When I was a little kid I was a voracious reader. I learned to read before I was two, before I could walk, and found myself lost in the wonderful fantastical worlds of books for about the next decade.

Most children's books contain elements of fantasy even if they are not completely fantastical in nature. There is maybe a magic pebble in an otherwise normal world, or a boy's pet dragon that no one seems to think is that extraordinary. These tweaks of reality, blended seamlessly into the pages of characters' lives, kept me entertained for most of elementary school, and I read countless tales of underwater cities, of kids saving the world with a time machine, of girls who rode unicorns. And then I entered middle school, and everything changed.

What is this YOUNG ADULT crap?

Why are they all about boys and girls falling in love? Why am I suddenly supposed to care about fictional people dating anyway? I thought in disgust. But except for the occasional sports story or historical fiction, there seemed to be nothing for my age group that was for any purpose other than to clue me in that I was supposed to start liking boys. As far as I was concerned they still had cooties, and I wasn't interested. But since I'd long since read most of the "baby books," I resigned myself to reading stories of relationships and the crises associated with said relationships' dissolving. Oh well, I thought.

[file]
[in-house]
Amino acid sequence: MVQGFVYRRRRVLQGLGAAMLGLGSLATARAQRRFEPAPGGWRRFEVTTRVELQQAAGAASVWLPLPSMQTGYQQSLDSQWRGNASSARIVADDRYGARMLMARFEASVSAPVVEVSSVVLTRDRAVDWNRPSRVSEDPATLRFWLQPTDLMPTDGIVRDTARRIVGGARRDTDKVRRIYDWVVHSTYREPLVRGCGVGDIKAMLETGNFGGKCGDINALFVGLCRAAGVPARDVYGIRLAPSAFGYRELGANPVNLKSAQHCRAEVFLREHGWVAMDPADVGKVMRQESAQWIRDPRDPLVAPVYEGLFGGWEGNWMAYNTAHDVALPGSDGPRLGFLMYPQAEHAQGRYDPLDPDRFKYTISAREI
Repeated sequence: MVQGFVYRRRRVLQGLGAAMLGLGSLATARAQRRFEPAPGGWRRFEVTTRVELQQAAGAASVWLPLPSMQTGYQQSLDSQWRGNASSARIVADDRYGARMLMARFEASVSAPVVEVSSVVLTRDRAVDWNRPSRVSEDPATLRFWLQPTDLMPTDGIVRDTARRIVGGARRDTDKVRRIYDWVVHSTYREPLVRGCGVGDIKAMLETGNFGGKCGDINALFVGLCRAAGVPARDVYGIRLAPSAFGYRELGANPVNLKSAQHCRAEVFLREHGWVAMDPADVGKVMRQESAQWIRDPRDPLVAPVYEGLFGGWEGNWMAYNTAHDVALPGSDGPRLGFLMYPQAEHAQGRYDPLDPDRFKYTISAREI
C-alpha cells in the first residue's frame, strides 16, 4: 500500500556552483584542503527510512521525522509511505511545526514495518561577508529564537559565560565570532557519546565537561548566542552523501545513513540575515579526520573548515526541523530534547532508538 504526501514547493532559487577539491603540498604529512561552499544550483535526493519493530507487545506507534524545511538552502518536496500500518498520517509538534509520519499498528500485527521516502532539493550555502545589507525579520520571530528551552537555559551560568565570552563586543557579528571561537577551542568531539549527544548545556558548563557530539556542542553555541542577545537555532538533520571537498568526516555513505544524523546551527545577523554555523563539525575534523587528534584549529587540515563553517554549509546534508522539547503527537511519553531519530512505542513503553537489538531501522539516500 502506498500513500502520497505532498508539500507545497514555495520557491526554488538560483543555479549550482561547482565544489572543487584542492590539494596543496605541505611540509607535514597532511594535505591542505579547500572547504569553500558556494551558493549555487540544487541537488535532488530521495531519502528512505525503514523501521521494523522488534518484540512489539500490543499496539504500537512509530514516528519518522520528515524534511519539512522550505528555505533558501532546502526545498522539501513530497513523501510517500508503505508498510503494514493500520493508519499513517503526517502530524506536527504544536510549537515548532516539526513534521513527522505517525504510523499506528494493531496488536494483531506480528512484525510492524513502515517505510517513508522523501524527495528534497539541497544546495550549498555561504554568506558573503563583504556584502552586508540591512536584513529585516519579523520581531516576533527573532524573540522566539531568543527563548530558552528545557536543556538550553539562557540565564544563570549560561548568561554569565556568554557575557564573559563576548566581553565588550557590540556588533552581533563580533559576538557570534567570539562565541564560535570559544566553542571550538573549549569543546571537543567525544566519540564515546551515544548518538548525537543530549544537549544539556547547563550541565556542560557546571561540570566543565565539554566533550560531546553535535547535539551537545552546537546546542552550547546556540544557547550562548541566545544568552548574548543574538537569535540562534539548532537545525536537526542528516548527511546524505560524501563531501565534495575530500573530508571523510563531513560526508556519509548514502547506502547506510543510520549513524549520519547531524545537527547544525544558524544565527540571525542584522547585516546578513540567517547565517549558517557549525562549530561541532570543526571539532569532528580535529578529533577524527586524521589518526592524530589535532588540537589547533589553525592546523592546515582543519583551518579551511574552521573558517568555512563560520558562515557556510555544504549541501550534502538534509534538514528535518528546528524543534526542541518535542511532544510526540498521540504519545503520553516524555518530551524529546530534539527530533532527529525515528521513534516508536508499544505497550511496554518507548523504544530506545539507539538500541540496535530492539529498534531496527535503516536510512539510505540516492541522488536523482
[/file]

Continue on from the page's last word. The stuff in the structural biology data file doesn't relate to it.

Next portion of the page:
And then I discovered science fiction.

They make books about other worlds for big kids? I thought incredulously when I ran into a copy of Joan D. Vinge's "young adult" novel Psion. Oh, oh, oh. Yummy. Looking back, that novel was a bit steep for the young adult classification (hence my quotation marks above), but I'm sure glad someone decided it was for older kids rather than adults, because I never would have found it otherwise. Wow, this is taking place on another planet! And the people have cool powers and stuff! And it's all so real, none of that syrupy "this is a story" feel that the wannabe romance novels had! Oh, oh, oh, I am addicted.

Hook, line, and sinker.

Now I can't live without a regular dose of science fiction. Serve it up with my peas and carrots! I was hooked immediately, pulled into the wonderful worlds of imaginative authors who dared to leave this dimension, this planet, and the dull drone of everyday human experience. Fantasy was no longer a thing of the past, a thing I was to grow out of; I didn't have to leave the tales unusual occurrences in my childhood just because the majority of adult literature is a bit more grounded in reality. Instead of leaving the imaginative stories behind, I managed to move on to books which expanded on these speculative happenings. Fairy tales, fantasy worlds, and strange new planets . . . they grew up too. And I'm a better person for it--after all, I never went to the Young Adult section for my fat helping o' literature again. Joan D. Vinge and several other talented authors saved me from the horror that is romance. And for that, I am truly, truly thankful.

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